As we round third base on the minor league season, let's take a look at a couple farmhands who kicked off their coming-out party in 2015, and what adjustments they made to go from 'suspect' to 'prospect'.
Ruddy Giron - SS, Padres
Apparently A.J. Preller's aggressive, maverick style doesn't just apply to his offseason trade frenzies.
Shortstop Ruddy Giron struggled mightily in 2014 as a 17-year old getting his first taste of pro ball in the AZL, banjo-ing his way to a .168/.205/.222 line, which is not a misprint. The Padres' bold response to Giron's dismal season was a promotion to the full-season Midwest League, making Ruddy the youngest player in said league at the time (though he would later be passed by teammate Luis Urias' arrival).
As the legend goes, Giron received a call in mid-May at 3am Arizona time, while at extended spring training with the Friars. He was told to report to Fort Wayne for their game later that evening. After two connecting flights and little sleep, Giron landed and went 6-6 from the leadoff spot in his first game with the Tincaps.
Though his numbers have faded somewhat in July and August, Ruddy's strong showing thus far for Fort Wayne has put him squarely on the prospect map. After putting on 15 pounds of 'good weight' in the offseason, the teenager comes into the weekend with a .787 OPS and is comparable to fellow MWL shortstop starlet Gleyber Torres in most offensive categories. Giron features a line-drive approach at the plate powered by superb bat speed, traits that should translate well in cavernous PetCo Park.
Of course, at 18 years old, Ruddy is most likely several years from plying his craft in 'the Show'. But the reports on his attitude and work ethic are glowing, and it's possible he could still grow. One thing is for certain - with Giron performing at an all-star level as one of the youngest players in his league, GM/gunslinger A.J. Preller will be unafraid to challenge his prospects, just as he did during his tenure with the Rangers.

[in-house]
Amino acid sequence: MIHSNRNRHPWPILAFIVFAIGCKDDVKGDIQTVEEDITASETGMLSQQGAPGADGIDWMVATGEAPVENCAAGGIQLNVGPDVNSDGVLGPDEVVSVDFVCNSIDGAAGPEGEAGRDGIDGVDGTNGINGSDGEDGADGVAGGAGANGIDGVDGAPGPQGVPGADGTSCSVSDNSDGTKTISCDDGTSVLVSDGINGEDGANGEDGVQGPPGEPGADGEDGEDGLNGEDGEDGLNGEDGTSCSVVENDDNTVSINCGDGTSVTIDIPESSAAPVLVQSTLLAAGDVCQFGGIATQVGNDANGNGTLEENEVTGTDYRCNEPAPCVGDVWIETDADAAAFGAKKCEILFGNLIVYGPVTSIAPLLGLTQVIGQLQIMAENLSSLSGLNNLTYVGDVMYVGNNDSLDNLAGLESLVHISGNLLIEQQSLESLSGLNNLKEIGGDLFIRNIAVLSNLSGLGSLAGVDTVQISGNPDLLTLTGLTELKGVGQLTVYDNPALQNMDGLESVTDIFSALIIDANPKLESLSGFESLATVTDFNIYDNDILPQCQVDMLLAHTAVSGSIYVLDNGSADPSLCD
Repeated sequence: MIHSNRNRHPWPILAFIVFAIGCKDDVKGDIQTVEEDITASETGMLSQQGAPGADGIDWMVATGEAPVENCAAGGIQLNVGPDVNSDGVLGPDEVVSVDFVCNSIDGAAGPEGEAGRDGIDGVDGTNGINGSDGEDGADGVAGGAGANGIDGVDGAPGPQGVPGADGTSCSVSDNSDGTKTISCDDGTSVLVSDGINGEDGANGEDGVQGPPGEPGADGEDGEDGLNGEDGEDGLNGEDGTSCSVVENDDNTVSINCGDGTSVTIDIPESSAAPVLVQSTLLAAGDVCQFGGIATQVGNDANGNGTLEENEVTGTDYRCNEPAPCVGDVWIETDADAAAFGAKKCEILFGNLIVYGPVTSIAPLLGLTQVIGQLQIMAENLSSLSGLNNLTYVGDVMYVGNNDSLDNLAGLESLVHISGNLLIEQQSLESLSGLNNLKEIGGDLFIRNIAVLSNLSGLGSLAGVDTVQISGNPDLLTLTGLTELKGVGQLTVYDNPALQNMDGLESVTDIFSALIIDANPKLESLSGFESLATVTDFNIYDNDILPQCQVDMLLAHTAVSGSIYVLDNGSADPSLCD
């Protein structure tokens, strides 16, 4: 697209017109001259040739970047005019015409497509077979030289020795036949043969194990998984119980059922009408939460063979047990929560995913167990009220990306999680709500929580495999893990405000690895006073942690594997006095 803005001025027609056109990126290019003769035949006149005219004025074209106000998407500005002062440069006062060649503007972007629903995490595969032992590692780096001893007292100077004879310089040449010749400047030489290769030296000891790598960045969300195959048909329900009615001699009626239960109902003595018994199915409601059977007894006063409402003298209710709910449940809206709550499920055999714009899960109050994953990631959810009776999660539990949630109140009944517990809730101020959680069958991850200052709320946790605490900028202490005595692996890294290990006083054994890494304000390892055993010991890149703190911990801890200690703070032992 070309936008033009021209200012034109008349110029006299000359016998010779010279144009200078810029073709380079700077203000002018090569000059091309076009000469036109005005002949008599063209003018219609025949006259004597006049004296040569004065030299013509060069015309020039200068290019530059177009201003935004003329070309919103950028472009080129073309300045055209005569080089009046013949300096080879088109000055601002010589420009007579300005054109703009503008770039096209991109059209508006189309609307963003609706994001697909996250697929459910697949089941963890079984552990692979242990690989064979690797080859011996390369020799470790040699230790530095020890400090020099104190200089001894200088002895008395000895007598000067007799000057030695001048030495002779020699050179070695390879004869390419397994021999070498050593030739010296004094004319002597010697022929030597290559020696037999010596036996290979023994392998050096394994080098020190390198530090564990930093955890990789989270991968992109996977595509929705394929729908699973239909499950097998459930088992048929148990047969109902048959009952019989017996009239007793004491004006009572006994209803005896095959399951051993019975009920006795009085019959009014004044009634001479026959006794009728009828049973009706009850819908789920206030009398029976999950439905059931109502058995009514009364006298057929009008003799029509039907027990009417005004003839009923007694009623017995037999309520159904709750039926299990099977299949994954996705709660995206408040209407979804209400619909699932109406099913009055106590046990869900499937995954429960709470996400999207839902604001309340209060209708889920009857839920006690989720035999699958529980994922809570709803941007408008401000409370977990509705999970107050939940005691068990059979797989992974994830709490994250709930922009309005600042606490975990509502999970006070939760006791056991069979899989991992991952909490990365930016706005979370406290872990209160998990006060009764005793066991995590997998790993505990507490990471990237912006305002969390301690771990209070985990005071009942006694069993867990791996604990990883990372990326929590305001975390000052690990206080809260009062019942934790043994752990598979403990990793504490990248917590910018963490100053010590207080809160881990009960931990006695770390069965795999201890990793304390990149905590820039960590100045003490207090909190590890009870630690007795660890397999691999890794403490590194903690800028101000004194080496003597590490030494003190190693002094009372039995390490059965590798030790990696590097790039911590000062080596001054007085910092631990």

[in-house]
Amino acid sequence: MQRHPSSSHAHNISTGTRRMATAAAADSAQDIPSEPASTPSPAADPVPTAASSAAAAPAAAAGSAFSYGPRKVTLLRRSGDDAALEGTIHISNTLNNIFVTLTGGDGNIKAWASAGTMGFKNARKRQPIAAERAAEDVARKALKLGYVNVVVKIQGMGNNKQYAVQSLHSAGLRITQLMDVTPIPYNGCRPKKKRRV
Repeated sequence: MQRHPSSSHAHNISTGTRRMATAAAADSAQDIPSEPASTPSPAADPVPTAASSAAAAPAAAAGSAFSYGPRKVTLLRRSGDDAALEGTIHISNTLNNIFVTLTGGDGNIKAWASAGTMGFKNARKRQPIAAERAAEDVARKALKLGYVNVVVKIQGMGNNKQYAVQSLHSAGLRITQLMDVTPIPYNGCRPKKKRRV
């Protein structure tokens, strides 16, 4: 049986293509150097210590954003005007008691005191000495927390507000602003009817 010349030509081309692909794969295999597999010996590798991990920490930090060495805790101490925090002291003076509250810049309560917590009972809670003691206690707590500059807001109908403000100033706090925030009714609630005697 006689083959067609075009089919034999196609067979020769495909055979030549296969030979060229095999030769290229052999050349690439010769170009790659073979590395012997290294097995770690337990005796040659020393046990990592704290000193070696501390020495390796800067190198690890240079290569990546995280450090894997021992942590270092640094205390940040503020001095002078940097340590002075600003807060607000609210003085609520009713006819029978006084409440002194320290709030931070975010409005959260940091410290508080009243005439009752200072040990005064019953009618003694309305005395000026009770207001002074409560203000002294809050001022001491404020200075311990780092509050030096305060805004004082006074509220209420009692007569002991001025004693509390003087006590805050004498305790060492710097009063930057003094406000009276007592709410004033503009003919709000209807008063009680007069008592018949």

Jorge Lopez - SP, Brewers
Known more for his ability as a volleyball player coming out of Caguas Military Academy in Puerto Rico, the Brewers popped Lopez in the 2nd round of the 2011 draft.
The 6'4" right-hander had uneven results in his first three seasons of pro ball, battling command problems and struggling as a starter in the Midwest League. Lopez began to turn it around at high-A Brevard County in 2014, parlaying a 7-2, 2.69 first half into a spot in last years' Futures Game. The wheels came off a bit in the second half, but he showed enough potential to make the jump to #10 on minorleagueball's preseason Brewers rankings.
When digging deeper, what makes Lopez's ascension so special is the personal side to his story. Jorge's two-year-old son Mikael has spent most of his young life in the hospital, and doctors have only recently been able to diagnose the various genetic disorders that have plagued him. The reports are that the youngster's condition is improving, and the proud papa is responding with his best season as a pro.
Lopez comes straight over the top with his delivery, creating an effective downward plane and giving his hammer breaking ball - recently rated as the best in AA - a powerful spike. It's a combination that has given Southern League hitters fits during Lopez's breakout 2015 season, as he's within striking distance of a rare triple crown - currently placing first in wins and 2nd in ERA and K's.
The next step for Lopez would normally be a daunting one, as the Brewers' AAA affiliate resides in the thin, curveball-killing air of Colorado Springs. But judging from the way he's responded to the biggest curve that life can throw a young father, there isn't much that can slow the promising pitchers' climb to the major league rotation.